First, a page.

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    10/06/19 | Light-sheet microscopy and its potential for understanding developmental processes.
    Wan Y, McDole K, Keller PJ
    Annual Review of Cell and Developmental Biology. 2019 Oct 6;35:655-81. doi: 10.1146/annurev-cellbio-100818-125311

    The ability to visualize and quantitatively measure dynamic biological processes in vivo and at high spatiotemporal resolution is of fundamental importance to experimental investigations in developmental biology. Light-sheet microscopy is particularly well suited to providing such data, since it offers exceptionally high imaging speed and good spatial resolution while minimizing light-induced damage to the specimen. We review core principles and recent advances in light-sheet microscopy, with a focus on concepts and implementations relevant for applications in developmental biology. We discuss how light-sheet microcopy has helped advance our understanding of developmental processes from single-molecule to whole-organism studies, assess the potential for synergies with other state-of-the-art technologies, and introduce methods for computational image and data analysis. Finally, we explore the future trajectory of light-sheet microscopy, discuss key efforts to disseminate new light-sheet technology, and identify exciting opportunities for further advances.

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    09/30/19 | Histone H3K27 acetylation precedes active transcription during zebrafish zygotic genome activation as revealed by live-cell analysis.
    Sato Y, Hilbert L, Oda H, Wan Y, Heddleston JM, Chew T, Zaburdaev V, Keller P, Lionnet T, Vastenhouw N, Kimura H
    Development. 2019 Sep 30;146(19):. doi: 10.1242/dev.179127

    Histone post-translational modifications are key gene expression regulators, but their rapid dynamics during development remain difficult to capture. We applied a Fab-based live endogenous modification labeling technique to monitor the changes in histone modification levels during zygotic genome activation (ZGA) in living zebrafish embryos. Among various histone modifications, H3 Lys27 acetylation (H3K27ac) exhibited most drastic changes, accumulating in two nuclear foci in the 64- to 1k-cell-stage embryos. The elongating form of RNA polymerase II, which is phosphorylated at Ser2 in heptad repeats within the C-terminal domain (RNAP2 Ser2ph), and miR-430 transcripts were also concentrated in foci closely associated with H3K27ac. When treated with α-amanitin to inhibit transcription or JQ-1 to inhibit binding of acetyl-reader proteins, H3K27ac foci still appeared but RNAP2 Ser2ph and miR-430 morpholino were not concentrated in foci, suggesting that H3K27ac precedes active transcription during ZGA. We anticipate that the method presented here could be applied to a variety of developmental processes in any model and non-model organisms.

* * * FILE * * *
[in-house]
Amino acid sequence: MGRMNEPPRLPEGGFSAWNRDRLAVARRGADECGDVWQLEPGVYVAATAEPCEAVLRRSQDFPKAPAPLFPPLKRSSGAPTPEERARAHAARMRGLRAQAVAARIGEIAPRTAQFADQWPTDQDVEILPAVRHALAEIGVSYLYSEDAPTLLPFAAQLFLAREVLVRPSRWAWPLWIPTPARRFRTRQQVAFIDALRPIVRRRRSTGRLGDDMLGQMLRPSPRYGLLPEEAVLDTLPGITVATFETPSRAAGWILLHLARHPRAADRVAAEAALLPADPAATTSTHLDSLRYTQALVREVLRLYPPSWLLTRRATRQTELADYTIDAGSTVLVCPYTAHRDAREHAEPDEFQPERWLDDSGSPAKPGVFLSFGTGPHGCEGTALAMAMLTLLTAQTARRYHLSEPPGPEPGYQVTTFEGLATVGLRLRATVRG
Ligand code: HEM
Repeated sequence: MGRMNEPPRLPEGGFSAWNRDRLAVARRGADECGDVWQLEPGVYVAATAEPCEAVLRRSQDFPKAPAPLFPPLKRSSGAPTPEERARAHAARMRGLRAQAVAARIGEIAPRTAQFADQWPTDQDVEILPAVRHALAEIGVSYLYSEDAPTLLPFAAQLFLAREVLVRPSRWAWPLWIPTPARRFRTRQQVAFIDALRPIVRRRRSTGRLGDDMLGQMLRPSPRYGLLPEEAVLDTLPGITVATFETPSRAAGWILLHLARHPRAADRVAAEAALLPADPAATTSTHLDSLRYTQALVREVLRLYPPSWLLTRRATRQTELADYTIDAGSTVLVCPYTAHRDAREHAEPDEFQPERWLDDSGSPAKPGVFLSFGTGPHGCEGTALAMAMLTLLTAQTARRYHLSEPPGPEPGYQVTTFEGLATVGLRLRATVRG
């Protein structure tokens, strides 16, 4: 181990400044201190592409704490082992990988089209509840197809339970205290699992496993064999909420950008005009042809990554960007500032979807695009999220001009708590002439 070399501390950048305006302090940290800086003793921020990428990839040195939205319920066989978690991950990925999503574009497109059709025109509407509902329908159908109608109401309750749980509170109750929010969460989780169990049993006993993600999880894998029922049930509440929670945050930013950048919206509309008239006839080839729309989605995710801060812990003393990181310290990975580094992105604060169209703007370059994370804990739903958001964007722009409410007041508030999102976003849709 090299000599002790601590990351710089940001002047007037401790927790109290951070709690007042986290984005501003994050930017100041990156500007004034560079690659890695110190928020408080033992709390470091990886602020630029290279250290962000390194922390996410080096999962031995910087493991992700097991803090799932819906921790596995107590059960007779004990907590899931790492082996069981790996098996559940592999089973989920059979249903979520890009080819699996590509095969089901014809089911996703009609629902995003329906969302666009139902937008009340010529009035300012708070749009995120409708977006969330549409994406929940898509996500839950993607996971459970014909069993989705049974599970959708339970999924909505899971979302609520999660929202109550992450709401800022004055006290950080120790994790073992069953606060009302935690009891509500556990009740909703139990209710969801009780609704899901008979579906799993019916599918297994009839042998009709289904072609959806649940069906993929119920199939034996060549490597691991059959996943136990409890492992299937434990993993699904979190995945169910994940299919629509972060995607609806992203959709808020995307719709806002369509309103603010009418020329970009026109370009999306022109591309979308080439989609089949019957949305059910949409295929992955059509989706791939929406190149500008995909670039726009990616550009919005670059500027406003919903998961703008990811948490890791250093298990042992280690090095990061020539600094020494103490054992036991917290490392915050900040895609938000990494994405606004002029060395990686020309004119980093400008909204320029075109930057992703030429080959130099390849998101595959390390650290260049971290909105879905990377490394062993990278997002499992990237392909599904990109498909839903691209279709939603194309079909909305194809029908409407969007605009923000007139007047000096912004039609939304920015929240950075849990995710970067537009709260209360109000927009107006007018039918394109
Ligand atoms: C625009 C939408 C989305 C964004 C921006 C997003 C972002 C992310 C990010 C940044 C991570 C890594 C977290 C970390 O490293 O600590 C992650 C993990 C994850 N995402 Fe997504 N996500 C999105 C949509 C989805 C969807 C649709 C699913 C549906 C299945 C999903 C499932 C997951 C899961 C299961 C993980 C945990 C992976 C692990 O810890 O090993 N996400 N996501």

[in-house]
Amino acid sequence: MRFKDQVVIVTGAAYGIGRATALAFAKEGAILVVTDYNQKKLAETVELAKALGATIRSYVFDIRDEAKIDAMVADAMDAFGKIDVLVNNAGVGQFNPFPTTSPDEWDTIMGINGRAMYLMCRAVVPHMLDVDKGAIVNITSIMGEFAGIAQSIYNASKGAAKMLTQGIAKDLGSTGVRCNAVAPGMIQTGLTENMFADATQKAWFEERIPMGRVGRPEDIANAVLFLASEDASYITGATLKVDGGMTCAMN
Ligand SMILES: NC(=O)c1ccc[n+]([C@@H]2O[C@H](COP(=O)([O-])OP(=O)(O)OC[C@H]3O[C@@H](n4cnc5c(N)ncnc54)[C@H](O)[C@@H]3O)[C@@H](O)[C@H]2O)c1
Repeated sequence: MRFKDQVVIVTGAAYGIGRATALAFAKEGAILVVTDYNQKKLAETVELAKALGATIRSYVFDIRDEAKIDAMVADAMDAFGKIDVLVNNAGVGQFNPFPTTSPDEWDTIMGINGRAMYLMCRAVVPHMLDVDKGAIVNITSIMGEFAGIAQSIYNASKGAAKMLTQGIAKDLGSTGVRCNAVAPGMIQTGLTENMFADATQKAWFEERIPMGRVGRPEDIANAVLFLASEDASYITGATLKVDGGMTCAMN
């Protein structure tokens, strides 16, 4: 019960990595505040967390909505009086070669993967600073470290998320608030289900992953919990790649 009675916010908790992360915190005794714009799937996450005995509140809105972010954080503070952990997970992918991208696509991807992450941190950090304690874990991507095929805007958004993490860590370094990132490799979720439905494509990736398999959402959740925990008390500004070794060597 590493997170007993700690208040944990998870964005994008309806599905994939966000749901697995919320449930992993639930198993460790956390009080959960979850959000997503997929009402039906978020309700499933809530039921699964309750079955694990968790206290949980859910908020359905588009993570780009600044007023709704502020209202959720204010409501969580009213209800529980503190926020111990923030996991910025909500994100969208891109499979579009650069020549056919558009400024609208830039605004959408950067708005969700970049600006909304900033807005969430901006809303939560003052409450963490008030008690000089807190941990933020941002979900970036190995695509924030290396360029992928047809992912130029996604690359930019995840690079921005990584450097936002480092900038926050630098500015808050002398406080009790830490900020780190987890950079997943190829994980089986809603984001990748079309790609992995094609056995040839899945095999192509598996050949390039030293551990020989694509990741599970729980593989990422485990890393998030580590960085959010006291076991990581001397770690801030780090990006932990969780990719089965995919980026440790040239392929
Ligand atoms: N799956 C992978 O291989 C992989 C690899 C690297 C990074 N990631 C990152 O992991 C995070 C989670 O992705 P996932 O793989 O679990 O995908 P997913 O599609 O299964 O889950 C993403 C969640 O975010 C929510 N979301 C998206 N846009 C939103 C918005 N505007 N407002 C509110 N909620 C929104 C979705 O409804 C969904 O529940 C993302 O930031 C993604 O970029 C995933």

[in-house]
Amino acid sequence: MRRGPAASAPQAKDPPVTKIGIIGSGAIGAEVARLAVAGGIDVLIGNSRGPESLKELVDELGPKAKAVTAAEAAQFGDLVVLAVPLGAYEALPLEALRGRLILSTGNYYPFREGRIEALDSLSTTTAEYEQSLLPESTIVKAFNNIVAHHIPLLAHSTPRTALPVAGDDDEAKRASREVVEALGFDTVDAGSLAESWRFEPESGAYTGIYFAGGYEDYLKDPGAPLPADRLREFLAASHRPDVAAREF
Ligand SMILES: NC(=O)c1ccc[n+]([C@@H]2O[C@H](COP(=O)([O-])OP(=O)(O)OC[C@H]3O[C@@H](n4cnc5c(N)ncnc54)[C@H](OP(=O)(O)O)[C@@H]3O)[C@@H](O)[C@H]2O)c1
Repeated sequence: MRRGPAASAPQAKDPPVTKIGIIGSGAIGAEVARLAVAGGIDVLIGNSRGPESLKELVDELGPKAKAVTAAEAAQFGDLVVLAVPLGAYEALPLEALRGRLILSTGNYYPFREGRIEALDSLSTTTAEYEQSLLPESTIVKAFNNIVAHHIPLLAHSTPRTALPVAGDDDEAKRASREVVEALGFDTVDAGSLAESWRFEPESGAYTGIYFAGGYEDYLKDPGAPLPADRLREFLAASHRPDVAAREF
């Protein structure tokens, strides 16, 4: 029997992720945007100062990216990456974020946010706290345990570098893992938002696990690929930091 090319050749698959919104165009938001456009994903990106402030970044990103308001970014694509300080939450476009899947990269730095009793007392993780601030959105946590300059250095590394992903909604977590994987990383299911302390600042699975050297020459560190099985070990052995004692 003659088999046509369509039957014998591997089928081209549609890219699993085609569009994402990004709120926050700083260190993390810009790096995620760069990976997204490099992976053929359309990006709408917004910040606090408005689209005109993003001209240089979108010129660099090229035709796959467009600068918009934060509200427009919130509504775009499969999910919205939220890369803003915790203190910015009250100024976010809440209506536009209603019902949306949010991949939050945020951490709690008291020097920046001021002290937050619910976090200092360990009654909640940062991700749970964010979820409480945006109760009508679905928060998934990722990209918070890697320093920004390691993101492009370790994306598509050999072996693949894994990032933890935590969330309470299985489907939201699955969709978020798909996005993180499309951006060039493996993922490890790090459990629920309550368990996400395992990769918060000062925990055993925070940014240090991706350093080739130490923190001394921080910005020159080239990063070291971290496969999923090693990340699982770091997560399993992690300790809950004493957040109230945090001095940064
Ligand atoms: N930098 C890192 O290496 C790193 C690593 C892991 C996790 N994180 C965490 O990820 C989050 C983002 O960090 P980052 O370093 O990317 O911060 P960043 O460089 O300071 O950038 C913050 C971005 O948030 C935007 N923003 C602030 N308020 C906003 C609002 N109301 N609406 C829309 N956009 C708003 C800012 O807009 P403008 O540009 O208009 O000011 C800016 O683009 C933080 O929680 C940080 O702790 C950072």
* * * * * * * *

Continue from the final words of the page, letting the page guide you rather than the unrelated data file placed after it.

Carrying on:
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    09/23/19 | Single-cell reconstruction of emerging population activity in an entire developing circuit.
    Wan Y, Wei Z, Looger LL, Koyama M, Druckmann S, Keller PJ
    Cell. 2019 Sep 23;179(2):. doi: 10.1016/j.cell.2019.08.039

    Animal survival requires a functioning nervous system to develop during embryogenesis. Newborn neurons must assemble into circuits producing activity patterns capable of instructing behaviors. Elucidating how this process is coordinated requires new methods that follow maturation and activity of all cells across a developing circuit. We present an imaging method for comprehensively tracking neuron lineages, movements, molecular identities, and activity in the entire developing zebrafish spinal cord, from neurogenesis until the emergence of patterned activity instructing the earliest spontaneous motor behavior. We found that motoneurons are active first and form local patterned ensembles with neighboring neurons. These ensembles merge, synchronize globally after reaching a threshold size, and finally recruit commissural interneurons to orchestrate the left-right alternating patterns important for locomotion in vertebrates. Individual neurons undergo functional maturation stereotypically based on their birth time and anatomical origin. Our study provides a general strategy for reconstructing how functioning circuits emerge during embryogenesis.